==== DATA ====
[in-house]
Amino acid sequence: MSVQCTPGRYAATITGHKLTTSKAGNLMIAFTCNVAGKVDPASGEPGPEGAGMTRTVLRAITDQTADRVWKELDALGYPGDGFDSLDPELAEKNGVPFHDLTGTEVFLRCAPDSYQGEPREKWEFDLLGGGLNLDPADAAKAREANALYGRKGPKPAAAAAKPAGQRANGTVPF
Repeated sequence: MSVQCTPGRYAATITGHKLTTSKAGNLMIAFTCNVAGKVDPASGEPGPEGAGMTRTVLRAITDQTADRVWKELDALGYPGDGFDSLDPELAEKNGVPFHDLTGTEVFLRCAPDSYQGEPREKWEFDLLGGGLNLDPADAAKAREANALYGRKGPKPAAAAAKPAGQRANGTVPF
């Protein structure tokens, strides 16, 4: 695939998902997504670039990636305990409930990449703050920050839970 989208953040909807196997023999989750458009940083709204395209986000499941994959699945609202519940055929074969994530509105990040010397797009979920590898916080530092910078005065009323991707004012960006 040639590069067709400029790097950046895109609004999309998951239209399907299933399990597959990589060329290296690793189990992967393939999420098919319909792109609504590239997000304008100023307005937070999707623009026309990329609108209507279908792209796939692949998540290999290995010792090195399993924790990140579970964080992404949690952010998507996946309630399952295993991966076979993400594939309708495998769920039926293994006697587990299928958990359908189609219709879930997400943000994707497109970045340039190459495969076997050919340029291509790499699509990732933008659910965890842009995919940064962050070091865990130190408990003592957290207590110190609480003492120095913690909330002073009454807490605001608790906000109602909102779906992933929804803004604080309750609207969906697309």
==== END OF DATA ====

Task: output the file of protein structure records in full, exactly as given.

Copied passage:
[in-house]
Amino acid sequence: MSVQCTPGRYAATITGHKLTTSKAGNLMIAFTCNVAGKVDPASGEPGPEGAGMTRTVLRAITDQTADRVWKELDALGYPGDGFDSLDPELAEKNGVPFHDLTGTEVFLRCAPDSYQGEPREKWEFDLLGGGLNLDPADAAKAREANALYGRKGPKPAAAAAKPAGQRANGTVPF
Repeated sequence: MSVQCTPGRYAATITGHKLTTSKAGNLMIAFTCNVAGKVDPASGEPGPEGAGMTRTVLRAITDQTADRVWKELDALGYPGDGFDSLDPELAEKNGVPFHDLTGTEVFLRCAPDSYQGEPREKWEFDLLGGGLNLDPADAAKAREANALYGRKGPKPAAAAAKPAGQRANGTVPF
């Protein structure tokens, strides 16, 4: 695939998902997504670039990636305990409930990449703050920050839970 989208953040909807196997023999989750458009940083709204395209986000499941994959699945609202519940055929074969994530509105990040010397797009979920590898916080530092910078005065009323991707004012960006 040639590069067709400029790097950046895109609004999309998951239209399907299933399990597959990589060329290296690793189990992967393939999420098919319909792109609504590239997000304008100023307005937070999707623009026309990329609108209507279908792209796939692949998540290999290995010792090195399993924790990140579970964080992404949690952010998507996946309630399952295993991966076979993400594939309708495998769920039926293994006697587990299928958990359908189609219709879930997400943000994707497109970045340039190459495969076997050919340029291509790499699509990732933008659910965890842009995919940064962050070091865990130190408990003592957290207590110190609480003492120095913690909330002073009454807490605001608790906000109602909102779906992933929804803004604080309750609207969906697309």